Cue Easter morning. I walk into church alone, with Sri Lanka on my heart and a hot cross bun in my stomach. Since my kids have grown up, moved away or have lives and ideas of their own, I am accustomed to attending most services alone, but not special holiday services. This Easter is the first.

I skip the photo booth set up for families to pose beside streaming flowers and bright lighting suggestive of a spring field flooded by sunshine. I avoid eye contact while I make my way towards a pew, unsure of my readiness to socialize with my normally joyful mannerisms.

The music starts and I rise to my feet, beginning what is easily my favourite portion of this weekly spiritual tradition. The songs include standard, hope-filled lyrics, fitting for Easter-type anthems and glorious promise of abundant life. But I was not moved.

Is my spirit so troubled, that here… today… in the shadow of Love’s most transforming work, I cannot break free from the burden of failures, the frailties that consume me, and the despair of this ‘freak show’ called life.

As one of the last songs begins, its introduction meets my ears with gentle familiarity. I know this song. It has been woven into the pattern of my audio memories, but not in a good way. I silently groan, and brace for the lyric I have never been able to fully understand or realize for myself… “whatever my lot, you have taught me to say, it is well… it is well with my soul”.

No! No, it isn’t. I am not well. I do not accept my ‘lot’ or the Sri Lankan lot, or the whole nasty lot of things adding up this month. Who could sing this? Who could believe it as true?!

Apparently everyone else within ear range of this beloved tune thought the message was on point, because the chorus of voices rose in conviction, declaring the sky (not the grave) is their goal. My eyes swooped up toward the heavens, trying to imagine what sense the sky could make of my worries, when something caught my eye.

Maybe it was the way the contemporary stained glass windows reflected on the wall that the PowerPoint was projected onto, but one phrase of the lyric jumped out from the rest… “with my soul”.

Before now, I have tripped over the first part of that line “it is well”, unable or unwilling to pick myself up from that point. Mounds and mounds of global and personal accumulative troubles suggest all is not well, and if the past is any predictor of the future, things may never be ‘well’. So, maybe my original angst over this song is warranted.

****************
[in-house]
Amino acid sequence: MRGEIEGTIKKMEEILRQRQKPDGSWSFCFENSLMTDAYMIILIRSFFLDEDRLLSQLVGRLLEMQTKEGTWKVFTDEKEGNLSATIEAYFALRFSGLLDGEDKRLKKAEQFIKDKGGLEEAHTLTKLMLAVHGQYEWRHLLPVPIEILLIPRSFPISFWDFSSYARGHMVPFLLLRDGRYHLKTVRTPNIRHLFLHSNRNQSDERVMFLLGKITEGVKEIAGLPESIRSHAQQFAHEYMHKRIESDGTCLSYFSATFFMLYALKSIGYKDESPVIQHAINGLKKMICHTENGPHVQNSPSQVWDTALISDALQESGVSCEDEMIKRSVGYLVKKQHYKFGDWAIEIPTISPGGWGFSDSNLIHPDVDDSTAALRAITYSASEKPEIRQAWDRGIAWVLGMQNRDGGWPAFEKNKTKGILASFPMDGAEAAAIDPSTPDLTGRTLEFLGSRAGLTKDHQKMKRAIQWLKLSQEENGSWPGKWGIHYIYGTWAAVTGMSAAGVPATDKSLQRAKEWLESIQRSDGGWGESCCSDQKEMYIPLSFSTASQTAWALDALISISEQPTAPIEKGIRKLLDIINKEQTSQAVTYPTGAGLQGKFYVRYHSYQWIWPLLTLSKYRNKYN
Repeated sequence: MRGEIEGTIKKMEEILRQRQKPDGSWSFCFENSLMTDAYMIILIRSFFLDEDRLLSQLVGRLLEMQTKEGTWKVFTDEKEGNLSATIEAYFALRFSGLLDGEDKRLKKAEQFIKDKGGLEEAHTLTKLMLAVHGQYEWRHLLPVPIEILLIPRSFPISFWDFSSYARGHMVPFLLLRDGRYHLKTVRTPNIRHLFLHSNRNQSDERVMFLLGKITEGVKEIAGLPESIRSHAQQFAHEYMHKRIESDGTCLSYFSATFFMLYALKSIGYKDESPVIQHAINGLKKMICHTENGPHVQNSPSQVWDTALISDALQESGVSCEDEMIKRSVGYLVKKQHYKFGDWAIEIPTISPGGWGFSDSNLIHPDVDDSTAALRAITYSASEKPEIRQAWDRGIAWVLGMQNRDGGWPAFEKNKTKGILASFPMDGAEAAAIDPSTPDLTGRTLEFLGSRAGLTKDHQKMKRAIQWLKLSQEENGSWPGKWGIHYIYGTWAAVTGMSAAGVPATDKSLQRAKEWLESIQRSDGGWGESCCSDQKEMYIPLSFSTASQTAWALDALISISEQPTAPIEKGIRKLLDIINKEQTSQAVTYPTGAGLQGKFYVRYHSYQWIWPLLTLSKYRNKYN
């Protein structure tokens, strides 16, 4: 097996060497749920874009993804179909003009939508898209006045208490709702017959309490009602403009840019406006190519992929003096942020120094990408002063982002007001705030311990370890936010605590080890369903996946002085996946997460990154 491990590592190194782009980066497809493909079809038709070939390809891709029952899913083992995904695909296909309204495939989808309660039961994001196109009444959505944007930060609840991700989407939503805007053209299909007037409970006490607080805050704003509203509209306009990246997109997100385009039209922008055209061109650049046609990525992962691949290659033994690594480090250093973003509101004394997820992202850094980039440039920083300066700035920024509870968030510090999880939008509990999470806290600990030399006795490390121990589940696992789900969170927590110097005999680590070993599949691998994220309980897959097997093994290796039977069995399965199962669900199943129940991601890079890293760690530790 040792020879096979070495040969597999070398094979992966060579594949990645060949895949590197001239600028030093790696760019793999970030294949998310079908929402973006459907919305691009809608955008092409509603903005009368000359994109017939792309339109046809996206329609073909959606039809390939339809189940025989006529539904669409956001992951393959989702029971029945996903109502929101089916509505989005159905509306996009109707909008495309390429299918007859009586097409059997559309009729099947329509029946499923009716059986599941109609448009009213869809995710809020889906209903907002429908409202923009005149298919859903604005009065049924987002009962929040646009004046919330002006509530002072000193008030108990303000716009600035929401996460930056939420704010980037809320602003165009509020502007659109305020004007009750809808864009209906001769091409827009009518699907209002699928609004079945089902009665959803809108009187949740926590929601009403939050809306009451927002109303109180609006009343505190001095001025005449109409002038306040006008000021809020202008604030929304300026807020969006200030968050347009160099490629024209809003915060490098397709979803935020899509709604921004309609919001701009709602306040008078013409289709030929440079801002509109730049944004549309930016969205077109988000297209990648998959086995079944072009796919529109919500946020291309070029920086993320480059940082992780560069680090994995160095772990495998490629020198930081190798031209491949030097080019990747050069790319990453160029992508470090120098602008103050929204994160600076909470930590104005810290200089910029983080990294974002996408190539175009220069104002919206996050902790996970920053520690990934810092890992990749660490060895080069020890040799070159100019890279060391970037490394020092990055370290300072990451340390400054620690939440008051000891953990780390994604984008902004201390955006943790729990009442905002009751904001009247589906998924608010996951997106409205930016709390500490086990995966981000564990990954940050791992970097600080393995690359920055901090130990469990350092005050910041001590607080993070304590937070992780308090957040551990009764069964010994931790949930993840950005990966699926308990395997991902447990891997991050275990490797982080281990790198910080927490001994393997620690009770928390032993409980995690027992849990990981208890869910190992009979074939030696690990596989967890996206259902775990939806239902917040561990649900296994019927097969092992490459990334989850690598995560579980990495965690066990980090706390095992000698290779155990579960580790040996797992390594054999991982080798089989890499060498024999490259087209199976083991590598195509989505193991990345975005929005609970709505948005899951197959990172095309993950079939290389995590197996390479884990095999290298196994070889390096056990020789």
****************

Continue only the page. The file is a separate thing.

But that phrase ‘with my soul’ kept turning over in my heart, until it reached the bottom of my fears. This song is not about a perfect life or measured moments of content and peace. It is about a place inside me that cannot be harmed by the pain of this world. It is where Love lives.

This soul-place wraps around all the rage, uncertainty, bitterness, and apathy revealed in human acts of selfishness, intolerance, cruelty and violence. Breathing from this soul location prevents these negative feelings from overshadowing the hope, joy and peace of ordinary moments. This ‘wellness’ is not an external or actionable condition. It is an internal and deeply, deeply rich position.

Slowly, and for the first time, I began to understand why voices raise this phrase in enthusiastic chorus. So I sang… loudly.

Not because everything is fine and I felt okay. I sang because it is possible to breathe around the things that take my air away. I felt my soul connecting me to all that is, all that has been, and all that is coming. In this timeless position, access to strength, power and wisdom beyond what eyes see and ears hear, was possible.

It may not ever be completely ‘well’ with my head, with my heart or with my body, but it can be well… with my soul.

Love made it so.